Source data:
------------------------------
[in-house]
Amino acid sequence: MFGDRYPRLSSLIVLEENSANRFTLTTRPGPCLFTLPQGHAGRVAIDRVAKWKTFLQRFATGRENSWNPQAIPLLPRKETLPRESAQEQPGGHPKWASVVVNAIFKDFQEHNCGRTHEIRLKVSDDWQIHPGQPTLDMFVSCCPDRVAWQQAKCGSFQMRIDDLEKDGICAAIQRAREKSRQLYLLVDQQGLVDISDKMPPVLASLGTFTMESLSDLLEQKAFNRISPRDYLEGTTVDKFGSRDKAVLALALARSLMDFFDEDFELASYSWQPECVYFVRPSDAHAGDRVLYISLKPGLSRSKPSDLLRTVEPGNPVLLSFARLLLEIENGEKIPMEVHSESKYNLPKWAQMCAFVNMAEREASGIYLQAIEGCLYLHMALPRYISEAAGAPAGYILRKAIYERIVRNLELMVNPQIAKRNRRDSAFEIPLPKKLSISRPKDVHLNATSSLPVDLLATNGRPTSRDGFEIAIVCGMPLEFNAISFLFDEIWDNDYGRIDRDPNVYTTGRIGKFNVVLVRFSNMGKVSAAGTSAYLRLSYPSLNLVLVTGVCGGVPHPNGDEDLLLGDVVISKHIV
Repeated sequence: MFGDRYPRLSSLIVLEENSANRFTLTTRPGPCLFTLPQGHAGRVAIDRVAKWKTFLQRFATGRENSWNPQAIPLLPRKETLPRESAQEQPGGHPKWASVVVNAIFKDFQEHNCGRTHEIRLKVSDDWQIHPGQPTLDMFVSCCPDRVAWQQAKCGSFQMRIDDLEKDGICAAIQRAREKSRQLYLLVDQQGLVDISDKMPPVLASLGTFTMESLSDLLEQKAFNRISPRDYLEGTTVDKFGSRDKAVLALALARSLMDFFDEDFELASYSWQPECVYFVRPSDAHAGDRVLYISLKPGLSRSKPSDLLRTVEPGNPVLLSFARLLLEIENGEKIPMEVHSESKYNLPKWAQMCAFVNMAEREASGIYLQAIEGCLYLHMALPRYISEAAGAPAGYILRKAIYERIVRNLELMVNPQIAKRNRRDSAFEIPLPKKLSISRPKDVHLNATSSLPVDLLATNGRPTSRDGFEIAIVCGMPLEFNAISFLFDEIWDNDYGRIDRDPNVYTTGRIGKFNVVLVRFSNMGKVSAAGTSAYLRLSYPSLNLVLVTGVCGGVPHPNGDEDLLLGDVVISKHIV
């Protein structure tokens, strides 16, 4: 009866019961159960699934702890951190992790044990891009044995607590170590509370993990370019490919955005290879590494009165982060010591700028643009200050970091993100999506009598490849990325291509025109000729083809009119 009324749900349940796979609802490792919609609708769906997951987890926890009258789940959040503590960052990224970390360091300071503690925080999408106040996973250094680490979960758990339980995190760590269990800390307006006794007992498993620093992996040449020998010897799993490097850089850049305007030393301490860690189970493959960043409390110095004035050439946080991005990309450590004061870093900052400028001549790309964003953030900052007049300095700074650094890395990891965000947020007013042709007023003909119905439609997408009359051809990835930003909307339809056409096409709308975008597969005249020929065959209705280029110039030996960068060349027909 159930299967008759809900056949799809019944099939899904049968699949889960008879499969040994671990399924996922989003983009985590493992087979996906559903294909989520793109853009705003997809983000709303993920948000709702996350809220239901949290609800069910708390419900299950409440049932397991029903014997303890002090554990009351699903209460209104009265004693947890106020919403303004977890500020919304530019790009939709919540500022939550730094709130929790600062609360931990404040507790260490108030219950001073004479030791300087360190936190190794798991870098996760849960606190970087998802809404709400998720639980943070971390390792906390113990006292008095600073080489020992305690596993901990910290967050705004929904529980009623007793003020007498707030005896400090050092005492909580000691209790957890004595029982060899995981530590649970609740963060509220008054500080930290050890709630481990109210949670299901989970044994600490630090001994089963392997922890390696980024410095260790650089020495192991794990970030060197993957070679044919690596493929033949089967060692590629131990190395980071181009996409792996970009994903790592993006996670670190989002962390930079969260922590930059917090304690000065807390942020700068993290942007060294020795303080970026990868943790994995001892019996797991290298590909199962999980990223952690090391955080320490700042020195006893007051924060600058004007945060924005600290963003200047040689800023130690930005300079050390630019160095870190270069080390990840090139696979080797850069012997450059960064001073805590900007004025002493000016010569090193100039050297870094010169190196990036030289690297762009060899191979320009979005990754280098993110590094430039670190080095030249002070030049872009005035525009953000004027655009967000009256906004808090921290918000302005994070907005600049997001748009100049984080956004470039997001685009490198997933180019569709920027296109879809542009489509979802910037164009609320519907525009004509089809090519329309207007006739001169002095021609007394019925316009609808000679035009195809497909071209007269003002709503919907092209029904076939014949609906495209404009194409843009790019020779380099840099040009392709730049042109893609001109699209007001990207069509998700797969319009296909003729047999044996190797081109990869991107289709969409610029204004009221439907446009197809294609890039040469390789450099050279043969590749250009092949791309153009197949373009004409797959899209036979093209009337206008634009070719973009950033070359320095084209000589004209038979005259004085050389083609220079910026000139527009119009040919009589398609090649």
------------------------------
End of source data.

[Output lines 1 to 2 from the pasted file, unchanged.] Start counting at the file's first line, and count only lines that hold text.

[in-house]
Amino acid sequence: MFGDRYPRLSSLIVLEENSANRFTLTTRPGPCLFTLPQGHAGRVAIDRVAKWKTFLQRFATGRENSWNPQAIPLLPRKETLPRESAQEQPGGHPKWASVVVNAIFKDFQEHNCGRTHEIRLKVSDDWQIHPGQPTLDMFVSCCPDRVAWQQAKCGSFQMRIDDLEKDGICAAIQRAREKSRQLYLLVDQQGLVDISDKMPPVLASLGTFTMESLSDLLEQKAFNRISPRDYLEGTTVDKFGSRDKAVLALALARSLMDFFDEDFELASYSWQPECVYFVRPSDAHAGDRVLYISLKPGLSRSKPSDLLRTVEPGNPVLLSFARLLLEIENGEKIPMEVHSESKYNLPKWAQMCAFVNMAEREASGIYLQAIEGCLYLHMALPRYISEAAGAPAGYILRKAIYERIVRNLELMVNPQIAKRNRRDSAFEIPLPKKLSISRPKDVHLNATSSLPVDLLATNGRPTSRDGFEIAIVCGMPLEFNAISFLFDEIWDNDYGRIDRDPNVYTTGRIGKFNVVLVRFSNMGKVSAAGTSAYLRLSYPSLNLVLVTGVCGGVPHPNGDEDLLLGDVVISKHIV